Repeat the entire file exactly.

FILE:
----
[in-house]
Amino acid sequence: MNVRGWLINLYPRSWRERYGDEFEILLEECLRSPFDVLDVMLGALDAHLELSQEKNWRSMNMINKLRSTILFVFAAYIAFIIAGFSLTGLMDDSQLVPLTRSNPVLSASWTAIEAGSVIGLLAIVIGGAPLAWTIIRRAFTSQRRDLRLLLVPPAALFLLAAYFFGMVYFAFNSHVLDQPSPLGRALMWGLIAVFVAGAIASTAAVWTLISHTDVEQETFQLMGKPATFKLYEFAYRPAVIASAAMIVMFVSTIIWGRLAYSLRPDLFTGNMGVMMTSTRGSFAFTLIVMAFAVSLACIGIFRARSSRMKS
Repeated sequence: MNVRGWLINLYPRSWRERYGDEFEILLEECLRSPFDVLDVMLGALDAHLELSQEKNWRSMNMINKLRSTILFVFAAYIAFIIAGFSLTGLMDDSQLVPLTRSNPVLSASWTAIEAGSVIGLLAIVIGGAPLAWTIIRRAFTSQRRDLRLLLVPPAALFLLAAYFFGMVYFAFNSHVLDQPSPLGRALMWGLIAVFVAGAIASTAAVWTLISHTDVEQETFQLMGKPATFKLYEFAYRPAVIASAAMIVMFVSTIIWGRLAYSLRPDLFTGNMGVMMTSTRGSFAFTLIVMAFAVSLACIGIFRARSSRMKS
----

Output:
[in-house]
Amino acid sequence: MNVRGWLINLYPRSWRERYGDEFEILLEECLRSPFDVLDVMLGALDAHLELSQEKNWRSMNMINKLRSTILFVFAAYIAFIIAGFSLTGLMDDSQLVPLTRSNPVLSASWTAIEAGSVIGLLAIVIGGAPLAWTIIRRAFTSQRRDLRLLLVPPAALFLLAAYFFGMVYFAFNSHVLDQPSPLGRALMWGLIAVFVAGAIASTAAVWTLISHTDVEQETFQLMGKPATFKLYEFAYRPAVIASAAMIVMFVSTIIWGRLAYSLRPDLFTGNMGVMMTSTRGSFAFTLIVMAFAVSLACIGIFRARSSRMKS
Repeated sequence: MNVRGWLINLYPRSWRERYGDEFEILLEECLRSPFDVLDVMLGALDAHLELSQEKNWRSMNMINKLRSTILFVFAAYIAFIIAGFSLTGLMDDSQLVPLTRSNPVLSASWTAIEAGSVIGLLAIVIGGAPLAWTIIRRAFTSQRRDLRLLLVPPAALFLLAAYFFGMVYFAFNSHVLDQPSPLGRALMWGLIAVFVAGAIASTAAVWTLISHTDVEQETFQLMGKPATFKLYEFAYRPAVIASAAMIVMFVSTIIWGRLAYSLRPDLFTGNMGVMMTSTRGSFAFTLIVMAFAVSLACIGIFRARSSRMKS